Then to the Tate Modern, which lies along the Thames. It had all the usual things that modern art museums have. A bit of Picasso, some Klee, the odd Mondrian or two, some elaborate welded machines of bizarre but undefined function, fluorescent lighting tubes piercing futon mattresses, rooms full of precise and gratuitous mathematically-oriented scribblings... in other words, all my favorite things.
The Tate Modern is built in a former power plant. A power plant. Oh my goodness it was so cool.
The Millennium Bridge was built as the only pedestrian-only bridge across the Thames ever built. Unfortunately, it proved to be quite wobbly when it opened. Something about its resonant frequency being close to that of humans walking (often associated with pedestrians, as it turns out). And once started, people, apparently, naturally fell into lockstep with each other, exacerbating the problem.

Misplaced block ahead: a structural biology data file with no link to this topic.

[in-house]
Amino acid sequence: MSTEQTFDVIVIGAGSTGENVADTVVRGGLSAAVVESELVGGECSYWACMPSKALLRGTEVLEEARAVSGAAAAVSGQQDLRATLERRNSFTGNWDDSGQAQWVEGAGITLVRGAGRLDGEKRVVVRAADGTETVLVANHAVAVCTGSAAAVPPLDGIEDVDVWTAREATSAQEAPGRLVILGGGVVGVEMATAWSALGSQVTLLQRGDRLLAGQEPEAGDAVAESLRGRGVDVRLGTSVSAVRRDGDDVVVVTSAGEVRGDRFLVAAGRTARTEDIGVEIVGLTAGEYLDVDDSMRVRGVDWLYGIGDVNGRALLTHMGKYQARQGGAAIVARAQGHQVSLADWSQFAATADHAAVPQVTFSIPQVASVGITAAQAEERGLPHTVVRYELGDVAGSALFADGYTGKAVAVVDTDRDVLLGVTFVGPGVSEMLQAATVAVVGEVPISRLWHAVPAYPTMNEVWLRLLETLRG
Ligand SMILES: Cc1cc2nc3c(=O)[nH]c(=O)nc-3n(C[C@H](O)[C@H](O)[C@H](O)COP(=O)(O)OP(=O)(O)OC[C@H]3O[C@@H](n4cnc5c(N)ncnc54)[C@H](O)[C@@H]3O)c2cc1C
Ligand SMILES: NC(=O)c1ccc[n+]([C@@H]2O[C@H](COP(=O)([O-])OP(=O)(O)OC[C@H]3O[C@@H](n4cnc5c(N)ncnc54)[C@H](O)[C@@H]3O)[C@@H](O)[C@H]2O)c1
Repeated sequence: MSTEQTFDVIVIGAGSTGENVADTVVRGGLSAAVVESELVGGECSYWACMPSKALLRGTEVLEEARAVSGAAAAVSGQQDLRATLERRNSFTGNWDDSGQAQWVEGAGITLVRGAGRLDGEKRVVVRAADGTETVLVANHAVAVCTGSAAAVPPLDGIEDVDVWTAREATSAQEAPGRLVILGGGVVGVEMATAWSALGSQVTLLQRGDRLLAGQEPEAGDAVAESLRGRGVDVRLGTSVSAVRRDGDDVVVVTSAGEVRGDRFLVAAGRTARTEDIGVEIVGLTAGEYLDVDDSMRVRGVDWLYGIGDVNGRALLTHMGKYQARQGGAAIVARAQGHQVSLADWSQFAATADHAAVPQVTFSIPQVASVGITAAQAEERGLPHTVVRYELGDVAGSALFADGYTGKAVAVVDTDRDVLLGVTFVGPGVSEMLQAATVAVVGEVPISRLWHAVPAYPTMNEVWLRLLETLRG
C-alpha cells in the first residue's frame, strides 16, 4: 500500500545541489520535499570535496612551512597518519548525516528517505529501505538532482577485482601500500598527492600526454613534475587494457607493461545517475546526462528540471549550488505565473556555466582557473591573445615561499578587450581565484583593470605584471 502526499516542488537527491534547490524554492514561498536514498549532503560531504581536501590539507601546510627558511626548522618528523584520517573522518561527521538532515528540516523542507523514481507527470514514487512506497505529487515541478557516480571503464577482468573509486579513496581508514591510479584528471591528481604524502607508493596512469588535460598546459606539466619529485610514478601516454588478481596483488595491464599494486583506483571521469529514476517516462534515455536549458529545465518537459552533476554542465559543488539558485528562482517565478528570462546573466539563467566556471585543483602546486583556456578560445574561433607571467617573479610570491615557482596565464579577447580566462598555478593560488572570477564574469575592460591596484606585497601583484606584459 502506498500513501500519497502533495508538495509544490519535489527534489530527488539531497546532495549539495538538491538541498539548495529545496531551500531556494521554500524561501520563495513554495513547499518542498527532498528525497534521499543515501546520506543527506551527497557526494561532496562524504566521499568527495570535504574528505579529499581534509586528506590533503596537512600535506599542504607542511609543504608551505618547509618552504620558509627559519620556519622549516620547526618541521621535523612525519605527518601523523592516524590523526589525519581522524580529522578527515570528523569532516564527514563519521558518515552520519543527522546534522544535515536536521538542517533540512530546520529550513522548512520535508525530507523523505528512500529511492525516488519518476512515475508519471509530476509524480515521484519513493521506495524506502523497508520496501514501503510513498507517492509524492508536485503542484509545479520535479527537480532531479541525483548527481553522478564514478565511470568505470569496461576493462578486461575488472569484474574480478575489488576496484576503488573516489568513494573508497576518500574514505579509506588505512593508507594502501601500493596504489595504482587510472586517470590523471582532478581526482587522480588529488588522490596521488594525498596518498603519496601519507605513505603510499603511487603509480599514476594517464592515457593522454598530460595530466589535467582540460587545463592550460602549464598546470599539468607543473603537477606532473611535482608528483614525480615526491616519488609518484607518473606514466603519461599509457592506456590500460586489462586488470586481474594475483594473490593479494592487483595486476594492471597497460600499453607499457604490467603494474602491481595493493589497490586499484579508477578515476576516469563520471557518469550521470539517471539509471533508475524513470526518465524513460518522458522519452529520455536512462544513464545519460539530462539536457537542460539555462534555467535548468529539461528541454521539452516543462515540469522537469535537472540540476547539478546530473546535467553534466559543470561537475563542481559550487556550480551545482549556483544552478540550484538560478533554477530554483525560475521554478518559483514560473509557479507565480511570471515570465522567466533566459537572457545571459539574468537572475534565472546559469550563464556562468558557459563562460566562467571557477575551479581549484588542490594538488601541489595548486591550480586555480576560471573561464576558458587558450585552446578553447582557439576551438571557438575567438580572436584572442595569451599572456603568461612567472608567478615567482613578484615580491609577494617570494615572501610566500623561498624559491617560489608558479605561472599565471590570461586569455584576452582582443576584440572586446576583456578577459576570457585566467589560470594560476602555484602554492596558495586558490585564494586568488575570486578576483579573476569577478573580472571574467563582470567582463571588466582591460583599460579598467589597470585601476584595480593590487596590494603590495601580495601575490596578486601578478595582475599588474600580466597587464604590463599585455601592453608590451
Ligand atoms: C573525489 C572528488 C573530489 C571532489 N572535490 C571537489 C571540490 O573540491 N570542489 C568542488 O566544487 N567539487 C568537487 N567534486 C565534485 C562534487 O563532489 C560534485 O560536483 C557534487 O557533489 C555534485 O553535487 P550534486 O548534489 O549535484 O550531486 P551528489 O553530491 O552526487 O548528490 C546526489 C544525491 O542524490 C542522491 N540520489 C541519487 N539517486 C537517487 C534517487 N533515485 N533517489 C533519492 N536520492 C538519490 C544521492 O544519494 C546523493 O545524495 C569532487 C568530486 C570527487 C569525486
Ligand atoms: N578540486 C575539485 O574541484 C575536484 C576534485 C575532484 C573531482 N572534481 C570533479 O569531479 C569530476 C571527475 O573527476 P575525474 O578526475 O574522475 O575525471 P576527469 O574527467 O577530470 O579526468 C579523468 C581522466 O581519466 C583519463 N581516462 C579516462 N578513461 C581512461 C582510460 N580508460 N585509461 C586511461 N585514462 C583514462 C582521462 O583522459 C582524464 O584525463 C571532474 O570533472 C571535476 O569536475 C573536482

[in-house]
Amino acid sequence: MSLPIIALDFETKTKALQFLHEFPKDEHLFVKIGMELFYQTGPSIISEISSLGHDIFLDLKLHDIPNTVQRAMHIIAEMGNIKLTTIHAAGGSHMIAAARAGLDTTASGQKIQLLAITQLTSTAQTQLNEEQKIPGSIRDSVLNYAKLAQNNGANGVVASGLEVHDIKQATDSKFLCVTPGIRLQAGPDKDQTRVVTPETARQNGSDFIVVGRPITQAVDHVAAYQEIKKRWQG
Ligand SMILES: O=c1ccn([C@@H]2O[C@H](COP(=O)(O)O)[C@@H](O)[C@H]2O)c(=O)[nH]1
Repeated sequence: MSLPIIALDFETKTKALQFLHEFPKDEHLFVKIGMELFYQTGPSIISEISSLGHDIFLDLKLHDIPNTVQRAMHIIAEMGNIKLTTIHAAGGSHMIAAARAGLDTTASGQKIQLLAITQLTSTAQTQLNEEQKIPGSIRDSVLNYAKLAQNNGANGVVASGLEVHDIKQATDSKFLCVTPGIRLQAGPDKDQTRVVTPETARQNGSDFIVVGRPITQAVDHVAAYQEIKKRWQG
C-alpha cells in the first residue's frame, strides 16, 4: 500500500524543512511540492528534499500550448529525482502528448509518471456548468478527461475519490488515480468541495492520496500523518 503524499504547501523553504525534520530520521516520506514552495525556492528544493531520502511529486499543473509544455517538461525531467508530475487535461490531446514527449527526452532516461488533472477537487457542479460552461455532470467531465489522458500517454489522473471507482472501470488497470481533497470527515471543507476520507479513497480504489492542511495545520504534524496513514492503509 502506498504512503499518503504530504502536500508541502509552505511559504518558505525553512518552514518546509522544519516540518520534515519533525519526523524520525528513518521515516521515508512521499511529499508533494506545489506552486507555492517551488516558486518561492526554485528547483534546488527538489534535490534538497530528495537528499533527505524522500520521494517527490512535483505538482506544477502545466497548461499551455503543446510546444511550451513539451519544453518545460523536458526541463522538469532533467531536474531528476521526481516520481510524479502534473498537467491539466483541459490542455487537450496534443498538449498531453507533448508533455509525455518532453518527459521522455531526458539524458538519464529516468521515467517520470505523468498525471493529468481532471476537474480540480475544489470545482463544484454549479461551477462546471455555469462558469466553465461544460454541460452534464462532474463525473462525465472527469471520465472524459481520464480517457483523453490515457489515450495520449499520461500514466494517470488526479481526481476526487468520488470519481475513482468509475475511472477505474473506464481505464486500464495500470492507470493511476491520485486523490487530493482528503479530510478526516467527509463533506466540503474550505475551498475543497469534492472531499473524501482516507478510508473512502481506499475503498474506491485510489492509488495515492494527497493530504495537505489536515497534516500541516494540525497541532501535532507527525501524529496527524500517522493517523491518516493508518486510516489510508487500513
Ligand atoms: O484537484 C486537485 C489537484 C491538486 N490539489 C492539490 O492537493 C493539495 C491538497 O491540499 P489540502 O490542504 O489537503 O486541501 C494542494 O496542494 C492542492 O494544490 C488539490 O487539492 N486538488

I know what you're thinking: "This wouldn't be a problem if it was a bicycle only bridge, now would it?"
Well, instead, they reinforced it a bit, and it recently reopened. My UK coworkers were terrified that I'd walked across it. I guess they saw the wobbling pictures. I didn't.